Episode 21-“The Peril of the Sonoran Desert” by Rebecca Dubin

In “The Peril of the Sonoran Desert” undergraduate Rebecca Dubin talks us through the changes happening in the Sonoran Desert in Arizona. This audio was produced for the Anthropology first-year writing seminar on Culture and Climate Change, taught by Professor Sophie Bjork-James. Rebecca incorporates the interview-style podcasting we’ve seen featured in previous episodes this season. In this format, she artificially conducts interviews with experts on this topic using real-life interviews she found online. The responses of her interviewees are the actual answers of each respective expert; however, these responses are voice acted by some of Rebecca’s friends.

Rebecca’s use of soundscapes to accentuate the issues faced in the Sonoran Desert results in superior quality audio that grips and engages the audience. Growing up in Tucson, this issue is something Rebecca is passionate about and expressed that even if the Sonoran Desert does not draw interest or concern from our listeners, this sentiment can be applied to any natural ecosystem we hold dear. Throughout the audio, she draws wonderful connections and uses this interview format to personalize the issue and relay the words of experts in the field.

This interview-style of podcasting is something that’s been heard before in season 3 of VandyVox and could be a useful tool for audio assignments. If given the proper notice and time allotment, it could be beneficial and unique for students to interview experts in a chosen topic.

The assignment criteria had students focus on a specific region and Professor Sophie Bjork-James encouraged them to look for multiple sources from their chosen area to encourage further learning. Professor Bjork-James said she chose to assign a podcast instead of a regular essay so that the students could experiment with both form and voice in a productive way. She indicated that, in particular, first-year students often stick to the five-paragraph essay format when tasked with a writing assignment. Shifting away from a general essay and into a new medium of expression encourages the student to think outside the box, experimenting with new ways of presenting information and discovering their own voice along the way.

Here it’s demonstrated that podcasting can be used as a means of creative break out from the steeped structure of a five-paragraph essay. Rebecca even said herself that at first, she was a little nervous to work on this project because it was unlike anything she’d ever done, but as she dove deeper she truly enjoyed the research and the creative nature of this project, finding her voice along the way.

The interview-style podcast is a type of assignment that could be used to elevate the quality of a research paper, where the interview itself can develop interpersonal connections and foster academic discussions, while the podcasting format can be tinkered with to be an authentic performance task. Below are some quick links that can help students set up their podcast and provides some specific considerations for preparing for a podcasting interview:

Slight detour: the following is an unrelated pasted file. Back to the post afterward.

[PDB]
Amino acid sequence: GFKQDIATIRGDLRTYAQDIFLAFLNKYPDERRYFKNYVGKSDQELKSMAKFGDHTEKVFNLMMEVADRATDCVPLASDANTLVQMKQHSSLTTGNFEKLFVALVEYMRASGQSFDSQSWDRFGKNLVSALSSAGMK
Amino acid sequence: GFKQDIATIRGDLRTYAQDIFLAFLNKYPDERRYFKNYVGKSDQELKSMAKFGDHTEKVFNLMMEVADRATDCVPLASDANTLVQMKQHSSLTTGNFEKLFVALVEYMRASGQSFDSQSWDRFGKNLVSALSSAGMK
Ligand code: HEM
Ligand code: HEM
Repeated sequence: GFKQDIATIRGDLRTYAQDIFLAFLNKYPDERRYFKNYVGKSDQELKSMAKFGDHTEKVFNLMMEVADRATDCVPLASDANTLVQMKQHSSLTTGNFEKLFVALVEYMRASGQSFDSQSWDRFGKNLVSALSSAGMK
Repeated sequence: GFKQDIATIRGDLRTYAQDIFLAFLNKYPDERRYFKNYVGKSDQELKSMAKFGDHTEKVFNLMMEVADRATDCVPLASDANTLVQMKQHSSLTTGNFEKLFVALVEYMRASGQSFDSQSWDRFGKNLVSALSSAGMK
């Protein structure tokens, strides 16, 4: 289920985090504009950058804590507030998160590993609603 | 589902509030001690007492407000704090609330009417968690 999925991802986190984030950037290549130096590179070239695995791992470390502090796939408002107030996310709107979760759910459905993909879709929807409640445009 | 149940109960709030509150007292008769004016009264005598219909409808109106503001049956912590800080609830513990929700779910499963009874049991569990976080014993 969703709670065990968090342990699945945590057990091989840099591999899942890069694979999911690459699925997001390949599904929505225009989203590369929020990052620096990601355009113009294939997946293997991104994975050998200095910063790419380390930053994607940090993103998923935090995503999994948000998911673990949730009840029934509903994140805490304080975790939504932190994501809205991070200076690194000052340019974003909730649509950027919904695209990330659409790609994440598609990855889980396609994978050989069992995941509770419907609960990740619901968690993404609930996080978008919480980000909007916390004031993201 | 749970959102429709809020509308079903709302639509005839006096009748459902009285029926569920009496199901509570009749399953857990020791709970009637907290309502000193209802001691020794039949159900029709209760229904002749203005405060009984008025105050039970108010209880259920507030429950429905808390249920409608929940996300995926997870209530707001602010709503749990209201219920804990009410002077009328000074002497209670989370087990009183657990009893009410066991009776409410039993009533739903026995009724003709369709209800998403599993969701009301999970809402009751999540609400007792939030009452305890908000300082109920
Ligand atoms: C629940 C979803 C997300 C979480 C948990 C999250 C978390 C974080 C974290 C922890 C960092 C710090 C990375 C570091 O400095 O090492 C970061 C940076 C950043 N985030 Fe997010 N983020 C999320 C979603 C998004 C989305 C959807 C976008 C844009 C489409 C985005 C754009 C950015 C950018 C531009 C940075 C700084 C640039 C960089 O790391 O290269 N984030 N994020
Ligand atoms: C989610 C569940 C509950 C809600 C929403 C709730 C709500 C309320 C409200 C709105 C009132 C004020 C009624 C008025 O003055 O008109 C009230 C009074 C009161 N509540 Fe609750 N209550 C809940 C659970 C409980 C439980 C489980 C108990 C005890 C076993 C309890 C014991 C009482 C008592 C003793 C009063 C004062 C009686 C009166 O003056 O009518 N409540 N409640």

NPR: Starting Your Podcast: A Guide for Students (there is a specific section about conducting a podcast interview on this page too!)

https://www.npr.org/2018/11/15/662070097/starting-your-podcast-a-guide-for-students

Mark Schaefer’s 5 Steps to Conduct a Superior Podcast Interview

https://businessesgrow.com/2017/05/25/podcast-interview/

Episode 16 – “Local Impacts” by Tanya Tejani

For some of us, climate change is something we worry about for our kids or grandkids, that global warming will make this planet a hard place to live 50 or 100 years from now. But for some people around world, climate change is having an impact on their lives right now. On this episode of VandyVox, we feature a short audio documentary by Vanderbilt undergraduate Tanya Tejani that takes the abstract threat of climate change and makes it relevant and personal. She uses Bangladesh as a case study, a country where two-thirds of the land has an elevation of 5m above sea level or less, a country where people are already being displaced from their homes due to rising oceans. Tanya uses the stories of climate refugees in Bangladesh to shed light on the impact climate change is having right now around the world.

Tanya produced this piece as a class assignment in a course on culture and climate change taught by Vanderbilt anthropology professor Sophie Bjork-James. We featured another piece of student audio created by one of Sophie’s students back on Episode 1 of VandyVox. In this episode, we feature the audio documentary “Local Impacts” by Tanya Tejani.

Back in March 2018, VandyVox host Derek Bruff interviewed Sophie Bjork-James about her audio assignments for the other podcast Derek hosts, Leading Lines. Listen to Sophie talk about her work with audio assignments in Episode 56 of Leading Lines.